Toolkit

When do I need to do an Impact Assessment?

 

Typically, new or changing services, policies and strategies (including commissioned services and changes to funding) require some kind of assessment if they will have an impact on people or the environment. It can also be used to inform reviews, such as a scrutiny review or service/policy audit. If you are unsure, check with the Corporate Equality Officer.

Once you have established the need to carry out an Impact Assessment:

  1. Read the guidance before starting!!
  2. Identify what information you need to gather and analyse. Equality information is available here.
  3. Identify colleagues who can help with information or expertise.

Key points to note

 

  • Always begin the Impact Assessment at the start of your project/planning process so that it has influence and is integrated all the way through.
  • The Impact Assessment must be a well informed process. Take an evidence based approach (use diversity information/data and consult others). You may want to publish a draft as part of stakeholder consultation and invite people to comment on it.
  • Consider the relevance of all nine protected characteristics (‘diversity groups’) and the Public Sector Equality Duty of the Equality Act 2010 and how they may be impacted by the plan/policy. For more information about the Act visit www.devon.gov.uk/equalitylegislation.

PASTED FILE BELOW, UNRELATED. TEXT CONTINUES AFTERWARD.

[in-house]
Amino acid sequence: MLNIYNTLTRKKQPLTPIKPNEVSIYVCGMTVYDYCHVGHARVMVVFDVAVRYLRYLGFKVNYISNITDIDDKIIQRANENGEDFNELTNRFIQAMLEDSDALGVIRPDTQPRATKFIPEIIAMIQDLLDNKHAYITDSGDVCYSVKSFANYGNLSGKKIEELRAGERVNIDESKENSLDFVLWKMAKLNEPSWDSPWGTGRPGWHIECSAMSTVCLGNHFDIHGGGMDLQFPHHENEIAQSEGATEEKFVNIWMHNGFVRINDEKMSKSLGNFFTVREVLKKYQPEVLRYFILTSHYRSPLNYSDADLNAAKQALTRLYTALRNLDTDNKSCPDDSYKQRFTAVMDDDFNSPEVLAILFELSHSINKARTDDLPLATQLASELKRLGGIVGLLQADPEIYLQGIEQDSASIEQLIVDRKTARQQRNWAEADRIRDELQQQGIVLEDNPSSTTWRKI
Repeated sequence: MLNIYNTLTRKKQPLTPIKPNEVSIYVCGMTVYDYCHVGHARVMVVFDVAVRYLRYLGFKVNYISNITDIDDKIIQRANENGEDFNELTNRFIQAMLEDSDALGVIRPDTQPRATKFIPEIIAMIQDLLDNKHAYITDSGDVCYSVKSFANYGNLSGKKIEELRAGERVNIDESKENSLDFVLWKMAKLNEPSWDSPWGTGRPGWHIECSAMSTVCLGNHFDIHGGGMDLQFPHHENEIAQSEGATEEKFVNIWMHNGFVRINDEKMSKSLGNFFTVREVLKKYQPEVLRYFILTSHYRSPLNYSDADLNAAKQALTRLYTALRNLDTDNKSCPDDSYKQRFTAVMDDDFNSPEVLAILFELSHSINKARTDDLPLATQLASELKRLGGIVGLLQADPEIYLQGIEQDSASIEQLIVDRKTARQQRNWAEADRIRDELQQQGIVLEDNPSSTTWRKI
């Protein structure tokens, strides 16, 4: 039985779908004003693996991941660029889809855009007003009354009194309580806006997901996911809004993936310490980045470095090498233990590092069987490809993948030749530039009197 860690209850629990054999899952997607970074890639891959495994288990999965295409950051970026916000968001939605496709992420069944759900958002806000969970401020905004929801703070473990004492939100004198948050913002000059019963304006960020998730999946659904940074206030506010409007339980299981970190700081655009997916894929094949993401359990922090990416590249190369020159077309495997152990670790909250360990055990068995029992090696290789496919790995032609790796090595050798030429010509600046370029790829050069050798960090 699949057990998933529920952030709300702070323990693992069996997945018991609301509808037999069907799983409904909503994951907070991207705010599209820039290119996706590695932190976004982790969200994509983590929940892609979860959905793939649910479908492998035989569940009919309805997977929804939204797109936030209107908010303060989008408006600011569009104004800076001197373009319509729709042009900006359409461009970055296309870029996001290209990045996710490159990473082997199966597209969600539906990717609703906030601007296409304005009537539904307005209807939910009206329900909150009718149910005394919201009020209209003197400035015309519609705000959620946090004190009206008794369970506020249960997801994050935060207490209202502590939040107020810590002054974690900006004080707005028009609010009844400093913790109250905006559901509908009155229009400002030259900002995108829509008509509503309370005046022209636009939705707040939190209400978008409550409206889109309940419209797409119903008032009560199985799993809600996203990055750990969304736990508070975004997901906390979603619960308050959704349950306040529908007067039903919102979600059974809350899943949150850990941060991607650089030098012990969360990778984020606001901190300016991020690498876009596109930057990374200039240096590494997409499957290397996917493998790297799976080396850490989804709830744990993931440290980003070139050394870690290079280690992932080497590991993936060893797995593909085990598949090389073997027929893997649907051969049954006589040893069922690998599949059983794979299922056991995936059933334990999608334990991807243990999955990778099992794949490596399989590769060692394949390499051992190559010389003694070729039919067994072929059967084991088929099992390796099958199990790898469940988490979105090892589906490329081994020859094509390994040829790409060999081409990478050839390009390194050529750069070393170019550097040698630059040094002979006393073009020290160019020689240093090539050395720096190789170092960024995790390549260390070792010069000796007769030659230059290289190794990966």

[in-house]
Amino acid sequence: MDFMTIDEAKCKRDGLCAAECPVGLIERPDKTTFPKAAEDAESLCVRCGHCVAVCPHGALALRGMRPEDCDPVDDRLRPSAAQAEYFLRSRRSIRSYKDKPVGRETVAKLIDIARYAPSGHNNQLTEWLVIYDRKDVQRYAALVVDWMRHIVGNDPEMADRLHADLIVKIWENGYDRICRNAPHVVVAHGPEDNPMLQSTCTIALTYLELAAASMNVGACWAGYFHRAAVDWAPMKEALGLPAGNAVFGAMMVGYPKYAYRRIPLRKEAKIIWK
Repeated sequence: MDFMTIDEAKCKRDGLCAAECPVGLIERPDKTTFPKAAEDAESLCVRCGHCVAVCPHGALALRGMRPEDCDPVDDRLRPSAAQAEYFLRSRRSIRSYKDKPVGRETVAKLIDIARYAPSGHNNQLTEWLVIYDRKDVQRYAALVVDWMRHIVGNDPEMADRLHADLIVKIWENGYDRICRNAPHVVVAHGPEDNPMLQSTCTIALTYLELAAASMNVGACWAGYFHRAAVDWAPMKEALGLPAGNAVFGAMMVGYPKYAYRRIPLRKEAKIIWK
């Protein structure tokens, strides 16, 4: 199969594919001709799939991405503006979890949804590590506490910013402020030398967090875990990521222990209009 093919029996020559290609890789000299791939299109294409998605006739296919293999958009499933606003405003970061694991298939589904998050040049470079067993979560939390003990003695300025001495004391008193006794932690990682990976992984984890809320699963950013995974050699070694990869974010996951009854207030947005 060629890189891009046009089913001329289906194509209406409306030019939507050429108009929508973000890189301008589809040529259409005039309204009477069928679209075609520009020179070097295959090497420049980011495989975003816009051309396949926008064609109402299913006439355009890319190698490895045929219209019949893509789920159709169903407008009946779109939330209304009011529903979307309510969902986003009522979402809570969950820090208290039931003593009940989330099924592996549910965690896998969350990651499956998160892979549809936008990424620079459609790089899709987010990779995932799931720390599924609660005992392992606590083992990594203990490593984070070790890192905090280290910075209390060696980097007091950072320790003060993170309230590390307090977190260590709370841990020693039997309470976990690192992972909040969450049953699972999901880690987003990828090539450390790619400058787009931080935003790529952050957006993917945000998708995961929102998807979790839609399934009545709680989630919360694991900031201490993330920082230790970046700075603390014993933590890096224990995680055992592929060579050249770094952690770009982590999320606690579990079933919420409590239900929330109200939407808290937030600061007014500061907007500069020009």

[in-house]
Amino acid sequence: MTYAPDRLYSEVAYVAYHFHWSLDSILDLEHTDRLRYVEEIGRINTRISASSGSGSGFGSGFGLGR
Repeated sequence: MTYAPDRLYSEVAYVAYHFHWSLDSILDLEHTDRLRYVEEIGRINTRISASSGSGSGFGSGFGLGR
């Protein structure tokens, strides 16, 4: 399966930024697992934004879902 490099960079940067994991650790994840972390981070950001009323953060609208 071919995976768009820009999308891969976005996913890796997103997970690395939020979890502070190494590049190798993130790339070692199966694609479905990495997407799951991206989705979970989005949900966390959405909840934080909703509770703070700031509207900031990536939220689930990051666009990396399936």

• Consider how to enhance positive impacts for diversity groups. Don’t just think about equality of access/opportunity, but also equality of outcomes (for example, customer satisfaction, health/wellbeing and ability to reach own potential).
  • Consider how to reduce, remove or mitigate negative impacts for diversity groups.
  • Consider whether the plan/policy is necessary and reasonable, and any negative impacts are proportionate. If there are negative impacts, is there an alternative, less disadvantageous option? If the plan/policy will result in unlawful direct or indirect discrimination, or a breach of human rights, it must be stopped/changed.
  • An Impact Assessment doesn’t necessarily stop a local authority from making difficult decisions such as closing a service, but ensures that it has considered all the facts and impacts fully before making a decision.
  • Involve other stakeholders – they may have some creative solutions for enhancing positive and reducing negative impacts!
  • Publish your assessment in PDF format (see instructions below).
  • Ensure decision makers are informed of the impacts.
  • Get help early on if you need it.

Hear the Chief Executive, Phil Norrey talk about the importance of understanding what matters to people, including marginalised groups, and how our work impacts them (video 1.50 minutes).

Carrying out the assessment

 

Before you get started:

 

Check out the following guides and sources of information:

Checklists:

If you are running an event and you want to make sure it’s as accessible as possible, use the Equality checklist for events.